It was a little after 10:30 a.m. Saturday, and hauling lobster traps was off to a slow start for Meghan LaPlante and her father, but within minutes, the two would make a rare and exciting catch - a vibrant, sapphire-blue lobster.
"I've never seen one before," Meghan LaPlante said, adding that her father, Jay LaPlante, had never seen one either. "It was exciting."
The two were at Pine Point, near Scarborough, Maine, when they caught the prized, sapphire crustacean.
LaPlante, now 14 years old, has been trapping lobster for more than six years. Under a student-commercial license, she now has 150 traps and will have 300 by the summer of 2015.
(Photo/Miss Meghan's Lobster Catch)
Her father, Jay, and mother, Renee, along with her younger brother, Zachary, all help operate the family business, Miss Meghan's Lobster Catch company, located in Old Orchard Beach, Maine.
"This was the first time any of us had seen this," Renee LaPlante said.
The blue color is a result of a genetic defect, but blue lobsters are not the rarest of nature's anomalies.
While typical lobsters are often a brown or greenish color, others can be bright red (uncooked), calico, multi-colored, orange and even albino, which is likely the rarest of all lobster shades.
"They're rare, but we still see them every summer," University of Maine Lobster Institute Executive Director Robert C. Bayer said. "We see around three to four a year."
Bayer said there is still much unknown about the number of lobsters, but according to some estimates, only one out of two million lobsters is blue.
"No one really knows the frequency of it, but I would say albino lobsters are the rarest in my experience," Bayer said, adding that he has been studying lobsters for 35 years.
The blue lobster, named "Skyler" by Meghan, will be donated to the Maine State Aquarium, so that others can view and enjoy the rare sight.
"We have this tank, so we brought it back and it is now kind of separate from the other lobsters," LaPlante said, adding that the lobster is to be transferred to the aquarium.
Maine State Aquarium spokeswoman Elaine Jones said, judging from the picture, LaPlante's lobster is the most brilliant blue she has ever seen.
The aquarium currently houses other rare lobsters including several blue lobsters, a calico, spotted lobster, a bright orange one, ones with multiple colors, split down the middle and a rare, white lobster.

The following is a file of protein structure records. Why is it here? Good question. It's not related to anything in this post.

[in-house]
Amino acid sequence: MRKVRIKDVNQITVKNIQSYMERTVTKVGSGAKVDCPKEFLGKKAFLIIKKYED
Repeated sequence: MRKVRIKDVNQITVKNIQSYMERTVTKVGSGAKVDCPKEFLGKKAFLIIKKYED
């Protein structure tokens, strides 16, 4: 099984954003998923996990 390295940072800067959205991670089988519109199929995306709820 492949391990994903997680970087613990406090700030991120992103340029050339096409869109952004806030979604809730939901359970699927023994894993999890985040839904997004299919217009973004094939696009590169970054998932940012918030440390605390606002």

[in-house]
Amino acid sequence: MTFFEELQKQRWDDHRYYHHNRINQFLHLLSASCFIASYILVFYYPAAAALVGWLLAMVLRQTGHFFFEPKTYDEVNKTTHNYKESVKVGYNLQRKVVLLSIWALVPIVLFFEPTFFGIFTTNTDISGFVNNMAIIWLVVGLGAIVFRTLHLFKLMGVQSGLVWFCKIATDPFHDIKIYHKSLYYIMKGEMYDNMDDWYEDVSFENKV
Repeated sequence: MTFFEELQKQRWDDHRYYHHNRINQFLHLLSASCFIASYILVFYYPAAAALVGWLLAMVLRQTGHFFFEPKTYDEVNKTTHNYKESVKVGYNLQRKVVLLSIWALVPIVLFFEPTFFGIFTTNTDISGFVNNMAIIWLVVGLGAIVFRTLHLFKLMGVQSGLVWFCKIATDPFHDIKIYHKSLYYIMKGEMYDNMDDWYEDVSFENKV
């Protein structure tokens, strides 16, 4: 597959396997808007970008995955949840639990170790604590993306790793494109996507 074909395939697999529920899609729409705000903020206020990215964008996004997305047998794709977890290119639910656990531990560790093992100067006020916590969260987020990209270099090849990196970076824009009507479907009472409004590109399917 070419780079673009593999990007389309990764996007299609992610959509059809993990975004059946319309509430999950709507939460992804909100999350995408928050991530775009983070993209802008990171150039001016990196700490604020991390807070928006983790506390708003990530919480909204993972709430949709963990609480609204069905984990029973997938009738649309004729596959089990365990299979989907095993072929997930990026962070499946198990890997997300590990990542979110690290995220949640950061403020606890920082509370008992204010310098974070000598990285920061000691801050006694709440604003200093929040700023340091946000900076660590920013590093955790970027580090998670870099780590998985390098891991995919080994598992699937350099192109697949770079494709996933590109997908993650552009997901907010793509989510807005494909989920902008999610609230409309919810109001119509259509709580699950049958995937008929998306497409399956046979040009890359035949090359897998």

(Photo/Miss Meghan's Lobster Catch)
"This one is very, very vibrant," she said.
Providing awareness and education of the indigenous aquatic species of the Gulf of Maine is the aquarium's main goal, Jones said.
Skyler's departure from the LaPlante family has placed the blue crustacean in a new home in West Boothbay Harbor, Maine.
Following a fast-moving storm which brought another round of wintry weather earlier in the week, drier weather and warmth will build in the Cleveland area before temperatures sink once again for the weekend.
Residents in Detroit can expect a brief warmup late this week before colder conditions return for Easter weekend.
Another round of strong winds will howl across northern Europe through Tuesday.
Another storm system will bring more heavy rain and flooding to northern Pakistan and India this week.
While portions of the mid-Atlantic have enjoyed a day or two of spring warmth in March, most of New York and New England will finally break out of the persistent winter chill.
A pattern change during the middle of April could bring rain and cooler conditions to California, while erasing persistent chill in the Northeast.
New Jersey (1998)
Height of streak of 5 consecutive days with highs at or above 80 degrees in most of the state. 86 degree on the date set a record at Newark; 89 degrees in Morristown set a monthly record for March and 87 degrees at the Atlantic City Airport tied the all-time March record set initially in 1945.
Great Northeastern snowstorm with hurricane winds from PA to ME. Severest in NJ; many trees uprooted, heavy snow inland, high tides on coast. Barometer at Nantucket 28.83"/97.6kp: 18" of snow at Boston; 24" at Providence. (Easter Sunday).
New York City, NY (1835)
"Most furious storm in 20 years .... Snow rollers were seen in Battery Park when natural snowballs, formed when a strong gusty wind blows over a moist snow surface, were pushed along by the wind until they grew to a 24-inch diameter. At this point, they became too heavy and were left to dot Battery Park like so many boulders in a New England hayfield". (New York Post)